Tuesday, 20 November 2012 09:34 By Paul Krugman, Krugman & Co. | Op-Ed

More than 30,000 public sector workers demonstrated in Greece in a strike against deeper austerity cuts that shut down courts, schools and transport, including air traffic. (Photo: Nikos Pilos / The New York Times Syndicate)More than 30,000 public sector workers demonstrated in Greece in a strike against deeper austerity cuts that shut down courts, schools and transport, including air traffic. (Photo: Nikos Pilos / The New York Times Syndicate)So, American voters have spoken and set the nation firmly on the path to destruction, according to the evangelist Franklin Graham — God's wrath for gay marriage, you know. So we can relax a bit on that front and turn our attention back to Europe, which remains, as the economist Tim Duy says, very grim.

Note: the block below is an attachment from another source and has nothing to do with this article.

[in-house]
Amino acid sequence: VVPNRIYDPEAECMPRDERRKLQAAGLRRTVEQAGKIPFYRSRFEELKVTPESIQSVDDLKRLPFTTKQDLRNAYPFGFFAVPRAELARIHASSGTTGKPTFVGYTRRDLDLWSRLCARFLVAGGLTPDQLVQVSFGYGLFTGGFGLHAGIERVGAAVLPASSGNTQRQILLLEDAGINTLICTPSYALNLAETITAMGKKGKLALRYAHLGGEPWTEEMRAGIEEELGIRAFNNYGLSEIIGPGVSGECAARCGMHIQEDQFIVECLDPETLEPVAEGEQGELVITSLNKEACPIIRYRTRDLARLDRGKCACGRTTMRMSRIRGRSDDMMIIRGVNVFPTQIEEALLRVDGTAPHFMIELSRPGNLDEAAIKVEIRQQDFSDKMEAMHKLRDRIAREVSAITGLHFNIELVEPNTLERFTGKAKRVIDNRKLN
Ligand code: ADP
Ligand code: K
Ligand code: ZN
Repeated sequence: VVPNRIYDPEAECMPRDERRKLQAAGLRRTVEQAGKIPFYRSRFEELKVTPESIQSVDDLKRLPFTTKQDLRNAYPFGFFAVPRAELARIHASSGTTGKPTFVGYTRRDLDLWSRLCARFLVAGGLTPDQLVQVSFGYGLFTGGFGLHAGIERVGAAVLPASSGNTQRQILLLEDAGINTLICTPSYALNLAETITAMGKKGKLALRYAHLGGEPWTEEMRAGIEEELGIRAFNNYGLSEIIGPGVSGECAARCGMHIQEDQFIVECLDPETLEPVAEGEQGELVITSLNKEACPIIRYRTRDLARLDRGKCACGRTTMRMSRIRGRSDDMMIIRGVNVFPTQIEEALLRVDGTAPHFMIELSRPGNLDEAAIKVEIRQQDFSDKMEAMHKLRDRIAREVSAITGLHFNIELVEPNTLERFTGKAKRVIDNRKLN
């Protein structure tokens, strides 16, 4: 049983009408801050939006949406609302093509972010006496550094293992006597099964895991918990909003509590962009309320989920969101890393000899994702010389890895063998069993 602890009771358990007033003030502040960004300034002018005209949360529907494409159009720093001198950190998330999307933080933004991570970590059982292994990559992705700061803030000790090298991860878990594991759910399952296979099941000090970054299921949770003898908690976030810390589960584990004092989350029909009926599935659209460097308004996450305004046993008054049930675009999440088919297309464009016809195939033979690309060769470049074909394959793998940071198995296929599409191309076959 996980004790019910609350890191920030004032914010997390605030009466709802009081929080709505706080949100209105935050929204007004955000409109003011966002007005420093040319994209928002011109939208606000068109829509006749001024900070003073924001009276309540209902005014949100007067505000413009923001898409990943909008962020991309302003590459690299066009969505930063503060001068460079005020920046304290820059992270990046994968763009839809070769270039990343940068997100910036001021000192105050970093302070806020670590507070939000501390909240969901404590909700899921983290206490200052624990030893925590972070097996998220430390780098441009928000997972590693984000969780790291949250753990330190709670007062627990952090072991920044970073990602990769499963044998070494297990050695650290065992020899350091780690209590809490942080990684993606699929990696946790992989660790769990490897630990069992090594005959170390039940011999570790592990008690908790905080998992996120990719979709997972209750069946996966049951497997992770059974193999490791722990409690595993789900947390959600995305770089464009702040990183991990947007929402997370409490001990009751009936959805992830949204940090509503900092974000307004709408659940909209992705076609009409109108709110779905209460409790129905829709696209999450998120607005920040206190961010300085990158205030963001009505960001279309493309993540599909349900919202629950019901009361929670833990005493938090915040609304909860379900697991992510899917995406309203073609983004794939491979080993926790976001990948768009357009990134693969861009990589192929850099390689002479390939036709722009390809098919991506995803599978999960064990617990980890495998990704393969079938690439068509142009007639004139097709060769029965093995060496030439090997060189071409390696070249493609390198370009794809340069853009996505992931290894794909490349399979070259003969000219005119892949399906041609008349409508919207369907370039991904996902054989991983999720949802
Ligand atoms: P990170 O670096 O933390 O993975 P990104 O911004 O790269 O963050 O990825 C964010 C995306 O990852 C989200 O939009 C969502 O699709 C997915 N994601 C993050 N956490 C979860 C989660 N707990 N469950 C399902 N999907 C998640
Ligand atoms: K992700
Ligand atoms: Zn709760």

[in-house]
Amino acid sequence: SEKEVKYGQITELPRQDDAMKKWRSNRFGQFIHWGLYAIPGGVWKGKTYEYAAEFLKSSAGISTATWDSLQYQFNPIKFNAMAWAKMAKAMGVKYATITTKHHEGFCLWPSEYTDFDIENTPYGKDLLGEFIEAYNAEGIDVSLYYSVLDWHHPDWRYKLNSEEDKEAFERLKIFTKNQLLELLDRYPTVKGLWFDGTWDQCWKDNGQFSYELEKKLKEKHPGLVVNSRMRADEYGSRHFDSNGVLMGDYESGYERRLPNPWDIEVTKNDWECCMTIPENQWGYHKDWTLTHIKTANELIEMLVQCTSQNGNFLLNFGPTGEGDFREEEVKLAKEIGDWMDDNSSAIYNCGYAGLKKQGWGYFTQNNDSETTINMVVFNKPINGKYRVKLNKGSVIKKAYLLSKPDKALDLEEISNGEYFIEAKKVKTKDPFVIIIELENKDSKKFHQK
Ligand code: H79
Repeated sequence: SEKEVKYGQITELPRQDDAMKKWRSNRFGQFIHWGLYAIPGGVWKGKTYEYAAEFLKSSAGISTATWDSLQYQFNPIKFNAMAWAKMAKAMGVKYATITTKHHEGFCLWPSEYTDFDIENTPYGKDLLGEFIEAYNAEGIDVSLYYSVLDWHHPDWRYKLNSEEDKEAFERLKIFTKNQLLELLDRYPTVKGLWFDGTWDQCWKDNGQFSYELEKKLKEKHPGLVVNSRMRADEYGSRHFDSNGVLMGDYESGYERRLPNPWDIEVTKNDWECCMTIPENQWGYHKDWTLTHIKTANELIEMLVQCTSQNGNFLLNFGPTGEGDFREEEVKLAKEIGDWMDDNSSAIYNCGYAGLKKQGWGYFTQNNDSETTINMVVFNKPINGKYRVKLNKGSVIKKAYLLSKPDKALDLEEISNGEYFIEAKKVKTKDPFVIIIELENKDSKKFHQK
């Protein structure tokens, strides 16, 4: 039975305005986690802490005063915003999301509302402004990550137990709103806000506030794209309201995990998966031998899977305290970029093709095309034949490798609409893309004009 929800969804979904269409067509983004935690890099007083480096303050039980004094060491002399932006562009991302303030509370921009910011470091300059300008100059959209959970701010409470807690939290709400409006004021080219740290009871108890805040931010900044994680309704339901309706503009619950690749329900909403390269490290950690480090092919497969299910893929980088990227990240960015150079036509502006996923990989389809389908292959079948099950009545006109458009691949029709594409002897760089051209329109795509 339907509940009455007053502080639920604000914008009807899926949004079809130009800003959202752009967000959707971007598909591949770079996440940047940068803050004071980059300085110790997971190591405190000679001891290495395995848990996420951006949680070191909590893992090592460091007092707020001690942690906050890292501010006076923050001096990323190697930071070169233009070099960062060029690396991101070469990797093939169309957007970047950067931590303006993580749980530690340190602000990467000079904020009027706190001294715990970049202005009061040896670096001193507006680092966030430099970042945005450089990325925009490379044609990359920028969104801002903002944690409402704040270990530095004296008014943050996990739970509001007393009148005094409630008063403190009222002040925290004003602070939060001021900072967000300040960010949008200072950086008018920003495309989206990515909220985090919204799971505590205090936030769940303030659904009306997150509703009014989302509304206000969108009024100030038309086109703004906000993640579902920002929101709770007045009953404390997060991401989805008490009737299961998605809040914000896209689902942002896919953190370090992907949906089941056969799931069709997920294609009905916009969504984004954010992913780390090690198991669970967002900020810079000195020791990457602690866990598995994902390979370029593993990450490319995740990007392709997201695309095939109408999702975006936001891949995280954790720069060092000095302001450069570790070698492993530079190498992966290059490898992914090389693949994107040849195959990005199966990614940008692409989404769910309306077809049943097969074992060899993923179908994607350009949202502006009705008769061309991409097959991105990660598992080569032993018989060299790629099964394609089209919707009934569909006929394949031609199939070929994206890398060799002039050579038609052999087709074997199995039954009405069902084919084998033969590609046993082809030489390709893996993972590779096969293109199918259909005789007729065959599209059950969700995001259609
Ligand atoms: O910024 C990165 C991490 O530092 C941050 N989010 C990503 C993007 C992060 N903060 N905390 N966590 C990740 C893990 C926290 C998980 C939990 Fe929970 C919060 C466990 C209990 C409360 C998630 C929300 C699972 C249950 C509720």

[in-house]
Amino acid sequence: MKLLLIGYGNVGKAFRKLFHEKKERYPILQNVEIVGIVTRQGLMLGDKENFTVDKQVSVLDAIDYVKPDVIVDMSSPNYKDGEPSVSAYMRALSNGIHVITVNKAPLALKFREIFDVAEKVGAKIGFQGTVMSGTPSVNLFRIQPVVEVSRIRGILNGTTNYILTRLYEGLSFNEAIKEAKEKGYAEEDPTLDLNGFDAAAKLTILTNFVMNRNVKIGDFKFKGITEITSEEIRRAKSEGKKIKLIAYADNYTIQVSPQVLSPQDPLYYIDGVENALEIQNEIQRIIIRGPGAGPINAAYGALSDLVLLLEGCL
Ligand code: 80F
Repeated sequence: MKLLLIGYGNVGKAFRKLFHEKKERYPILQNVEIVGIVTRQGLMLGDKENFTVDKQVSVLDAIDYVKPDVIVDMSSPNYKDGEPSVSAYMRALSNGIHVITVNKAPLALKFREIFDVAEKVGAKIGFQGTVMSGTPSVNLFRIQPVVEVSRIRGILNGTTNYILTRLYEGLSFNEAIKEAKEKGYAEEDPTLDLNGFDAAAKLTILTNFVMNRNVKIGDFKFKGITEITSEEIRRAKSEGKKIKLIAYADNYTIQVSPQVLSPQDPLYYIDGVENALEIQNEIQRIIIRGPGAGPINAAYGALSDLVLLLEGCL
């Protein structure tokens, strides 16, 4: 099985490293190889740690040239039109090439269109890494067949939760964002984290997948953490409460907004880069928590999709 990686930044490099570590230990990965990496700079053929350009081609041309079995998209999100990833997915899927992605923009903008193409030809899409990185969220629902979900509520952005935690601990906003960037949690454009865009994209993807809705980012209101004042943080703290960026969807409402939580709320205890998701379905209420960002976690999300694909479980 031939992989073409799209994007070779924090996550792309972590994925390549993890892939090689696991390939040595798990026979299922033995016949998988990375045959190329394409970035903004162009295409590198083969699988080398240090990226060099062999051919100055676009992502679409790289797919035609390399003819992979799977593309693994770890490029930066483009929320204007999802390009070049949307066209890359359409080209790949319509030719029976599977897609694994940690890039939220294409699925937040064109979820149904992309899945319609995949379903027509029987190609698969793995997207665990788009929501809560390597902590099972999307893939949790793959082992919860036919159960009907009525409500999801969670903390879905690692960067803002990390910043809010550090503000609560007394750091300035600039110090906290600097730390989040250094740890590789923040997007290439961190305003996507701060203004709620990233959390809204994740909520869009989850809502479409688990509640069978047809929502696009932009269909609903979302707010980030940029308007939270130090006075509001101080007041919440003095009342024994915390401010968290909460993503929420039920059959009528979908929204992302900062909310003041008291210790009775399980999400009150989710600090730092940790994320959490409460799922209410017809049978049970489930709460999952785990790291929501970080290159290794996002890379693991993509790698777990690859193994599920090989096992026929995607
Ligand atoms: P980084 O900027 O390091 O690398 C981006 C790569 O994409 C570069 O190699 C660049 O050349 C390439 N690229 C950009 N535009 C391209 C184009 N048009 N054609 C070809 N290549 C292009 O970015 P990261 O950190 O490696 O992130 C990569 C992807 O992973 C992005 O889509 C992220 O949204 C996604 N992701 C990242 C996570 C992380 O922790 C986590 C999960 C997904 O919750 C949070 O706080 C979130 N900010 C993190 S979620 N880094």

"We are now looking at another year of dismal growth in the euro zone," Mr. Duy wrote in a recent blog post. "This crisis seems to have no end in sight."

Europe has been out of the spotlight for a while, partly because of the election focus in the United States, but also because the acute financial strains have abated a bit. The European Central Bank's apparent willingness to buy bonds has combined with what looks like a surprising willingness of peripheral economies to accept even more austerity; the result is smaller bond spreads and less immediate risk of meltdown. But the macroeconomics of austerity and internal devaluation haven't gotten any better: Unemployment is still rising fast, and at some point the strain will just be too much to take.